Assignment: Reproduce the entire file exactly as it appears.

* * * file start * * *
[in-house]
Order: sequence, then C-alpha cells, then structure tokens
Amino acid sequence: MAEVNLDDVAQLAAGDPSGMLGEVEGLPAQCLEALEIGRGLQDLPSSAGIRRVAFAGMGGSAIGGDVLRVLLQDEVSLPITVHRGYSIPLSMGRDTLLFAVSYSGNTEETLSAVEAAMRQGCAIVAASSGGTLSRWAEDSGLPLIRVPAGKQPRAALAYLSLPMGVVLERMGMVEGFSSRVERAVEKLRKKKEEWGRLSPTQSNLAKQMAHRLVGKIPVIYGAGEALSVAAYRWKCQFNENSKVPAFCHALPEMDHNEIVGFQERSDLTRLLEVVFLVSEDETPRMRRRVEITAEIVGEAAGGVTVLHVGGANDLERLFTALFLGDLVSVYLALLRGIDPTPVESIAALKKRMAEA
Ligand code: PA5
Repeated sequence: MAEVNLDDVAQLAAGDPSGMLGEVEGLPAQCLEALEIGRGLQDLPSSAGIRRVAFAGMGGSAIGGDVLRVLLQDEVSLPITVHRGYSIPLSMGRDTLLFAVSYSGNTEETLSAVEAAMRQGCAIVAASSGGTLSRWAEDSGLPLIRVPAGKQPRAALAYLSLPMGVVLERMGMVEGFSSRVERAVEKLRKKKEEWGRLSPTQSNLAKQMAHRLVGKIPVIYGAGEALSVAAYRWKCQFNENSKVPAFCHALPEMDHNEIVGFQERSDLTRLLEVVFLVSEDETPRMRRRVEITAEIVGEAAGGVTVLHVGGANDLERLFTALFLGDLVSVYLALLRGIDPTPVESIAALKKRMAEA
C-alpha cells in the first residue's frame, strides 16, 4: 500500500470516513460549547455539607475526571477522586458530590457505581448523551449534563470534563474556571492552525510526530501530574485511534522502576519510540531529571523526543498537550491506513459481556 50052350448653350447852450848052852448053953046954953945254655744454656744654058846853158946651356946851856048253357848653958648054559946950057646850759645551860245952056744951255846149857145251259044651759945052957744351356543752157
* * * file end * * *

[in-house]
Order: sequence, then C-alpha cells, then structure tokens
Amino acid sequence: MAEVNLDDVAQLAAGDPSGMLGEVEGLPAQCLEALEIGRGLQDLPSSAGIRRVAFAGMGGSAIGGDVLRVLLQDEVSLPITVHRGYSIPLSMGRDTLLFAVSYSGNTEETLSAVEAAMRQGCAIVAASSGGTLSRWAEDSGLPLIRVPAGKQPRAALAYLSLPMGVVLERMGMVEGFSSRVERAVEKLRKKKEEWGRLSPTQSNLAKQMAHRLVGKIPVIYGAGEALSVAAYRWKCQFNENSKVPAFCHALPEMDHNEIVGFQERSDLTRLLEVVFLVSEDETPRMRRRVEITAEIVGEAAGGVTVLHVGGANDLERLFTALFLGDLVSVYLALLRGIDPTPVESIAALKKRMAEA
Ligand code: PA5
Repeated sequence: MAEVNLDDVAQLAAGDPSGMLGEVEGLPAQCLEALEIGRGLQDLPSSAGIRRVAFAGMGGSAIGGDVLRVLLQDEVSLPITVHRGYSIPLSMGRDTLLFAVSYSGNTEETLSAVEAAMRQGCAIVAASSGGTLSRWAEDSGLPLIRVPAGKQPRAALAYLSLPMGVVLERMGMVEGFSSRVERAVEKLRKKKEEWGRLSPTQSNLAKQMAHRLVGKIPVIYGAGEALSVAAYRWKCQFNENSKVPAFCHALPEMDHNEIVGFQERSDLTRLLEVVFLVSEDETPRMRRRVEITAEIVGEAAGGVTVLHVGGANDLERLFTALFLGDLVSVYLALLRGIDPTPVESIAALKKRMAEA
C-alpha cells in the first residue's frame, strides 16, 4: 500500500470516513460549547455539607475526571477522586458530590457505581448523551449534563470534563474556571492552525510526530501530574485511534522502576519510540531529571523526543498537550491506513459481556 50052350448653350447852450848052852448053953046954953945254655744454656744654058846853158946651356946851856048253357848653958648054559946950057646850759645551860245952056744951255846149857145251259044651759945052957744351356543752157